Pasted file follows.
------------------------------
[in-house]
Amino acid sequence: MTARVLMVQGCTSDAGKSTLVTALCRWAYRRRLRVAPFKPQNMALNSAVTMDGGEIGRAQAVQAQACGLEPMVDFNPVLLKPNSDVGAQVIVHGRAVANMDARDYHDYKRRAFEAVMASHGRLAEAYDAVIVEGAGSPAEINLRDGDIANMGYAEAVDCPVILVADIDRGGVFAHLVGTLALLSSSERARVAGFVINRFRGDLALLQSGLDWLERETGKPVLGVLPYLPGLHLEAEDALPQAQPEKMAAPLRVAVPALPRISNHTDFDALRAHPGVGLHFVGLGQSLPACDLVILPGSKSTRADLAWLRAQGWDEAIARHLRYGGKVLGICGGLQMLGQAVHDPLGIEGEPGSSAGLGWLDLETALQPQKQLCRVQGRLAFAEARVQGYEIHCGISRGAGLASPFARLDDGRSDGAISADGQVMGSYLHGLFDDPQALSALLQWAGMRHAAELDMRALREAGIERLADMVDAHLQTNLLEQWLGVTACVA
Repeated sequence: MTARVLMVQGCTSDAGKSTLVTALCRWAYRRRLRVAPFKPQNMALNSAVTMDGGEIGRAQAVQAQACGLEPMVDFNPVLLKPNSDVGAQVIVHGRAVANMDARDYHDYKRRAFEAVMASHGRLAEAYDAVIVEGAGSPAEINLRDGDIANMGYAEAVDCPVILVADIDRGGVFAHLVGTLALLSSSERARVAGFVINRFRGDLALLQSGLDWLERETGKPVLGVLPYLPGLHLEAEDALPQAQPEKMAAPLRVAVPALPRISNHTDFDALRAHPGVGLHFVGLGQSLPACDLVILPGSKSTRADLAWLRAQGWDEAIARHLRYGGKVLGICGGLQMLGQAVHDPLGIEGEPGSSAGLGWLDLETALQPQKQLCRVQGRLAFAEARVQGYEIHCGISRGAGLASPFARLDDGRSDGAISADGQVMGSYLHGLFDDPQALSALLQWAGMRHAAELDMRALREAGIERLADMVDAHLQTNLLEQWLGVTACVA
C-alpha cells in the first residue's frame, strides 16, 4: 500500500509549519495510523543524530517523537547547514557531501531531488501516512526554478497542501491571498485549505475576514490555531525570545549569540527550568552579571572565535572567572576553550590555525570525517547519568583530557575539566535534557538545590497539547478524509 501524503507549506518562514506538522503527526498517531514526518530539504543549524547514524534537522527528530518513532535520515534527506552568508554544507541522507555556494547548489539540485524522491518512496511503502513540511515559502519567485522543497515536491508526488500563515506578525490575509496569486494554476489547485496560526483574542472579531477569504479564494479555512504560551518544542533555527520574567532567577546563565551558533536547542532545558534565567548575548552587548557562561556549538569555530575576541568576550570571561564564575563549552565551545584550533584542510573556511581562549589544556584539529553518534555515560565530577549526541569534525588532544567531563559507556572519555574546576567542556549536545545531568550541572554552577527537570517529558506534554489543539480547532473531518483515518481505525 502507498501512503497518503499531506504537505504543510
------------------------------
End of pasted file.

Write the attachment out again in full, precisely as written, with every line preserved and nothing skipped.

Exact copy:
[in-house]
Amino acid sequence: MTARVLMVQGCTSDAGKSTLVTALCRWAYRRRLRVAPFKPQNMALNSAVTMDGGEIGRAQAVQAQACGLEPMVDFNPVLLKPNSDVGAQVIVHGRAVANMDARDYHDYKRRAFEAVMASHGRLAEAYDAVIVEGAGSPAEINLRDGDIANMGYAEAVDCPVILVADIDRGGVFAHLVGTLALLSSSERARVAGFVINRFRGDLALLQSGLDWLERETGKPVLGVLPYLPGLHLEAEDALPQAQPEKMAAPLRVAVPALPRISNHTDFDALRAHPGVGLHFVGLGQSLPACDLVILPGSKSTRADLAWLRAQGWDEAIARHLRYGGKVLGICGGLQMLGQAVHDPLGIEGEPGSSAGLGWLDLETALQPQKQLCRVQGRLAFAEARVQGYEIHCGISRGAGLASPFARLDDGRSDGAISADGQVMGSYLHGLFDDPQALSALLQWAGMRHAAELDMRALREAGIERLADMVDAHLQTNLLEQWLGVTACVA
Repeated sequence: MTARVLMVQGCTSDAGKSTLVTALCRWAYRRRLRVAPFKPQNMALNSAVTMDGGEIGRAQAVQAQACGLEPMVDFNPVLLKPNSDVGAQVIVHGRAVANMDARDYHDYKRRAFEAVMASHGRLAEAYDAVIVEGAGSPAEINLRDGDIANMGYAEAVDCPVILVADIDRGGVFAHLVGTLALLSSSERARVAGFVINRFRGDLALLQSGLDWLERETGKPVLGVLPYLPGLHLEAEDALPQAQPEKMAAPLRVAVPALPRISNHTDFDALRAHPGVGLHFVGLGQSLPACDLVILPGSKSTRADLAWLRAQGWDEAIARHLRYGGKVLGICGGLQMLGQAVHDPLGIEGEPGSSAGLGWLDLETALQPQKQLCRVQGRLAFAEARVQGYEIHCGISRGAGLASPFARLDDGRSDGAISADGQVMGSYLHGLFDDPQALSALLQWAGMRHAAELDMRALREAGIERLADMVDAHLQTNLLEQWLGVTACVA
C-alpha cells in the first residue's frame, strides 16, 4: 500500500509549519495510523543524530517523537547547514557531501531531488501516512526554478497542501491571498485549505475576514490555531525570545549569540527550568552579571572565535572567572576553550590555525570525517547519568583530557575539566535534557538545590497539547478524509 501524503507549506518562514506538522503527526498517531514526518530539504543549524547514524534537522527528530518513532535520515534527506552568508554544507541522507555556494547548489539540485524522491518512496511503502513540511515559502519567485522543497515536491508526488500563515506578525490575509496569486494554476489547485496560526483574542472579531477569504479564494479555512504560551518544542533555527520574567532567577546563565551558533536547542532545558534565567548575548552587548557562561556549538569555530575576541568576550570571561564564575563549552565551545584550533584542510573556511581562549589544556584539529553518534555515560565530577549526541569534525588532544567531563559507556572519555574546576567542556549536545545531568550541572554552577527537570517529558506534554489543539480547532473531518483515518481505525 502507498501512503497518503499531506504537505504543510